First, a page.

Hertford College Chapel was completed in 1908 by Thomas Graham Jackson, the architect responsible for many of the college’s iconic buildings, including the spiral staircase to hall and the ‘Bridge of Sighs’.
Jackson considered the Chapel to be the best of his architectural achievements. Before our current home was built, the college Chapel was just next door in what is now the library. This original Chapel was built by Principal Newton in the 18th century to mark the founding of Hertford College, the successor to the medieval Hart Hall. To find out more about this period, see Hertford history.
Tower and portico
The Chapel fits snugly into the south-east corner of Old Buildings Quad, nestled between All Souls College, our library and the ‘cottage’ – another feature of Principal Newton’s architectural scheme for the new Hertford College.
The corner tower is octagonal and capped with a copper dome. It houses a single bell that is sounded before Choral Evensong and Eucharist on Sundays and Thursdays respectively, and before most formal dinners.
The portico is the covered entrance that houses a memorial to the 71 members of the college who died in the Second World War and the chapel’s foundation stone. Above the door into the chapel is carved ‘domus mea, domus orationis,’ which translates as ‘my house is a house of prayer’ (Isaiah 56.7).
The ante-chapel is the entrance hall of the Chapel, with a black-and-white marble floor that continues through the building. The ante-chapel’s most prominent feature is the Tyndale Window, to the right as you enter. This window commemorates William Tyndale (1494–1536), a scholar of Magdalen Hall (which became Hertford College in 1874), who translated the first English Bible from the original languages, and was executed for his troubles. The translators of the so-called Authorised Bible (often known as the King James Version) relied heavily on Tyndale’s work for their texts. Find the switch on the side of the window’s case to light it up!
Also here is the door to the tower and organ loft, the notice board, prayer board where prayer requests can be left, and bowl of holy water.
As you enter through the archway from the ante-chapel, the Principal’s stall is immediately to the right and the Dean’s stall to the left. The arrangement of stalls and pews facing each other across the aisle is common in most Oxford college chapels. From the body of the chapel, looking west towards the ante-chapel, the organ loft can be seen with its magnificent carved case. The organ was built by Alfred Hunter in 1930 with three manuals, 1518 pipes and a distinctive romantic sound.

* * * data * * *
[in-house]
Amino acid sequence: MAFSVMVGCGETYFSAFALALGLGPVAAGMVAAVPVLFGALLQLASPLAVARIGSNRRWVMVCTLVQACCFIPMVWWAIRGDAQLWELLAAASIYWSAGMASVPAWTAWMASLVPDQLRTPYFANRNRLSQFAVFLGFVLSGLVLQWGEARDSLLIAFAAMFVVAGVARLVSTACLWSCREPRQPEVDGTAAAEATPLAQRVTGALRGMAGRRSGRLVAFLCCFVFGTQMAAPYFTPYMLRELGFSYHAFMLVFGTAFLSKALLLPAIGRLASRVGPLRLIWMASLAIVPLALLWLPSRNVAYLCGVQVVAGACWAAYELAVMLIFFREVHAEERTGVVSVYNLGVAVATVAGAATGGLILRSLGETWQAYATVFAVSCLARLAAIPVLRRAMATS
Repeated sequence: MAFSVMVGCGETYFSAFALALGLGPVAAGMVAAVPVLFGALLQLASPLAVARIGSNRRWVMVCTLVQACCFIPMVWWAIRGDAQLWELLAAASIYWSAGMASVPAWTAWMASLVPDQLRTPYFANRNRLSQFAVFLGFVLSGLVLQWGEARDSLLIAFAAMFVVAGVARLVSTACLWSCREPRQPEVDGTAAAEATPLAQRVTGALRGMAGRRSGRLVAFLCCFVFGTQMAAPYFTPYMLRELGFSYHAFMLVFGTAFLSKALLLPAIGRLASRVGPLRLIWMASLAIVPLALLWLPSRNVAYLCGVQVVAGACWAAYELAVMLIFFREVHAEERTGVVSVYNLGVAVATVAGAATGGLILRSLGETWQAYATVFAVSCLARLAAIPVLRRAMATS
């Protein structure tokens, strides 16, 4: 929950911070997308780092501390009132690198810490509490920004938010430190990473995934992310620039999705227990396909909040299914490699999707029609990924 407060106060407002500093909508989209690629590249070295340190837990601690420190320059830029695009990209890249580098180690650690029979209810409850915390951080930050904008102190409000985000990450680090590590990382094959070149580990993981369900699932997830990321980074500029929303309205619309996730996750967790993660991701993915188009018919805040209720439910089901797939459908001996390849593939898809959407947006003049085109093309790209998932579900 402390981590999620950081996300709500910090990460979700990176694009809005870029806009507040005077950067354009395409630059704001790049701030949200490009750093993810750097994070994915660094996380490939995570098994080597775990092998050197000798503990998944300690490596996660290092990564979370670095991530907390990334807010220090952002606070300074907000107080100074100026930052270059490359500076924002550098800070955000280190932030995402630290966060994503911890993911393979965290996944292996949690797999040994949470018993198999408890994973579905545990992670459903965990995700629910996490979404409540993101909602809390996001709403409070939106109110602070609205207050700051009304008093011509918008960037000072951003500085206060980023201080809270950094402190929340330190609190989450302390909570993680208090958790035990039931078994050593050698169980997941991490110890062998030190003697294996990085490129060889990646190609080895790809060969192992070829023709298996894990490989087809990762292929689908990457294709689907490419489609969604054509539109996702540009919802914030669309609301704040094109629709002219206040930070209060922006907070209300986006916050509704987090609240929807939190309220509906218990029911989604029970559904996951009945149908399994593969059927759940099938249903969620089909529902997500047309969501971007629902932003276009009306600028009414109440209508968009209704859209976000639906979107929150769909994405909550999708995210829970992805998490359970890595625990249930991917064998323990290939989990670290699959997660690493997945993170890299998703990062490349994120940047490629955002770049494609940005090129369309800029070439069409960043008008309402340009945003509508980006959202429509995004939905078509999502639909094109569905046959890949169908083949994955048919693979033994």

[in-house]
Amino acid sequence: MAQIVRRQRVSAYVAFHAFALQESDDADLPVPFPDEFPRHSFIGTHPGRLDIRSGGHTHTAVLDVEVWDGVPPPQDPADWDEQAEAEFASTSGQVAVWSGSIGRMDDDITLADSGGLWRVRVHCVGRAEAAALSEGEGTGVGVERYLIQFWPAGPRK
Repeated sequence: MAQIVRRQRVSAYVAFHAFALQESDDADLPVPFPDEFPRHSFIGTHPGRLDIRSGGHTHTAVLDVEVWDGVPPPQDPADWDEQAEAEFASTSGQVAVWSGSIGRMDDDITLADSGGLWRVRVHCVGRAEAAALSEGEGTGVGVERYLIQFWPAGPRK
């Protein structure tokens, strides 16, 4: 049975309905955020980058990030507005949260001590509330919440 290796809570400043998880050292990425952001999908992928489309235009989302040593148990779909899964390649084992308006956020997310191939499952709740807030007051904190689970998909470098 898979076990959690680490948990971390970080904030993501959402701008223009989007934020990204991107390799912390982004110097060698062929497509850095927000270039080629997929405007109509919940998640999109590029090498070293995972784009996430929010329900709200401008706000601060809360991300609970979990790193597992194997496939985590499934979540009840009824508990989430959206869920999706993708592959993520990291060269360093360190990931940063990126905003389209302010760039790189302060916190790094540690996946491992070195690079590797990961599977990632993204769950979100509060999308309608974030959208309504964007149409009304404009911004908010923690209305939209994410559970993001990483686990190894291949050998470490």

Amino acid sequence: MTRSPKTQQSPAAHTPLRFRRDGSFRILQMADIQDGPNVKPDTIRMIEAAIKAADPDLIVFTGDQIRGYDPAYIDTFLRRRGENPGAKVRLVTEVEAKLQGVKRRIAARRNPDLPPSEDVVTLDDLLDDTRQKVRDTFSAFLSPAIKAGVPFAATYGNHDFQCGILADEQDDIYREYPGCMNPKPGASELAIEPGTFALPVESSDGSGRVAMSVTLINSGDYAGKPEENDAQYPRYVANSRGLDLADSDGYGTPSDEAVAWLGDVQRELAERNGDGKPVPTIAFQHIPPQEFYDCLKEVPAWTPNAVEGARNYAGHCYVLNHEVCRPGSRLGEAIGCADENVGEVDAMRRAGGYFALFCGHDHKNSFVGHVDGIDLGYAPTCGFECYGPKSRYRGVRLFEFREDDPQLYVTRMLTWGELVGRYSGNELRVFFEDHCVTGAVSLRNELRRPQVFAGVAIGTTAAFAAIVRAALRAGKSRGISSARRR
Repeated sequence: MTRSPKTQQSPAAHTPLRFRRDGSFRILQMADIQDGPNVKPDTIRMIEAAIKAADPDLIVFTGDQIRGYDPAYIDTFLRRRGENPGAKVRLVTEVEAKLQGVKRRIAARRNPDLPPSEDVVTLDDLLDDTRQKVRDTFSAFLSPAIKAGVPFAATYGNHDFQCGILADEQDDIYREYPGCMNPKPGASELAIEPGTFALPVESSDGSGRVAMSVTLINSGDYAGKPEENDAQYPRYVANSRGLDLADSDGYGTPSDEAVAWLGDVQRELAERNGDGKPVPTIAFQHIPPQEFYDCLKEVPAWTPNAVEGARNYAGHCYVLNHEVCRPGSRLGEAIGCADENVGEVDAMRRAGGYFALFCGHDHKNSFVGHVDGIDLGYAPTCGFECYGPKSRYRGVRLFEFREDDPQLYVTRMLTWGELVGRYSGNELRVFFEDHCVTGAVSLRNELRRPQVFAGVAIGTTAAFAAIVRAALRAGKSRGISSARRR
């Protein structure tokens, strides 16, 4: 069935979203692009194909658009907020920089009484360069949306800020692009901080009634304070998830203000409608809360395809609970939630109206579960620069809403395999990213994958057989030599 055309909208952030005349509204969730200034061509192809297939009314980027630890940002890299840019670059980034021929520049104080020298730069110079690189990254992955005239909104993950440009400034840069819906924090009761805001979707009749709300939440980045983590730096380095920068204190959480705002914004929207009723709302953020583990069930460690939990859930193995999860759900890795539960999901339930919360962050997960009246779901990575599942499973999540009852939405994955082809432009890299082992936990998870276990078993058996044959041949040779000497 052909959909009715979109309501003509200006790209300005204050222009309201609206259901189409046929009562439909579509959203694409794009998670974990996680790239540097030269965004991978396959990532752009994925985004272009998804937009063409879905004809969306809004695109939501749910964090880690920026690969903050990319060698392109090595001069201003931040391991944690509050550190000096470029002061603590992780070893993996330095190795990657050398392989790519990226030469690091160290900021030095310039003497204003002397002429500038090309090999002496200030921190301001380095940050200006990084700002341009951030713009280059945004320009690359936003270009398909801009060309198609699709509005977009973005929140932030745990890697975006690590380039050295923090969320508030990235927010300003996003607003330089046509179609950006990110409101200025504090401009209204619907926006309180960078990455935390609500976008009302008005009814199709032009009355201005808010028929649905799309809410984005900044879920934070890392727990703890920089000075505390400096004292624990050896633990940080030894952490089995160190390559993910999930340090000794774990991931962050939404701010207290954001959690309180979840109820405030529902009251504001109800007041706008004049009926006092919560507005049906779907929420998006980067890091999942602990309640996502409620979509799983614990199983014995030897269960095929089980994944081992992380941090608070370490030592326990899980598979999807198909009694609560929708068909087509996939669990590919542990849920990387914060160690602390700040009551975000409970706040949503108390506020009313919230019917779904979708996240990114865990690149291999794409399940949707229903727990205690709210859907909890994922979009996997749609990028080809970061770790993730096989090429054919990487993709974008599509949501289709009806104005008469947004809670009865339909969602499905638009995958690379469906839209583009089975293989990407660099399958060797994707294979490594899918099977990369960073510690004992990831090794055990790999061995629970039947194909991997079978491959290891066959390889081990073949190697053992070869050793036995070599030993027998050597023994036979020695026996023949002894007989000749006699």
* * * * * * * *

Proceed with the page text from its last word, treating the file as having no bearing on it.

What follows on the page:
At the east end of the aisle is the ambo, or lectern, donated by alumni in 1868, which originally stood next-door in the former chapel (now the library). Sermons are preached from here on Sunday evenings. Past the ambo, up the step, the floor in front of the sanctuary is decorated with three coloured marbles: Cork Red in the centre and Verde Antico (the marble of Byzantium) to either side.
To the left is the icon of the Baptism of Christ which was painted to commemorate the life and ministry of the Reverend Michael Chantry, Chaplain of Hertford College 1961–2001. There is a place for lighting candles as a symbol of prayer in front of the icon. On the wall behind the icon are eight memorials to past Principals of the college.
To the right is the memorial for the 98 members of the college who died in the First World War. In front of the memorial is a 1907 Blüthner salon-grand piano in a rosewood case. The plaque on the side of the piano commemorates John Stubley, a former student who enjoyed playing it.
The floor of the sanctuary is decorated with more coloured marble. The central circle before the altar is in Rosso Antico, surplus from the marble donated by Greece for the Byron Statue at Hyde Park Corner.
The altar is the focus of the sanctuary, its frontal designed by Jackson, the chapel’s architect. Behind it rises the reredos in white Carrara marble by George Frampton depicting the crucifixion of Christ. To the left of the altar is a copy by Mark Alexander of Caravaggio’s painting The Taking of Christ, depicting Judas’ kiss at the arrest of Jesus. The rightmost figure in the painting is a self-portrait of Caravaggio.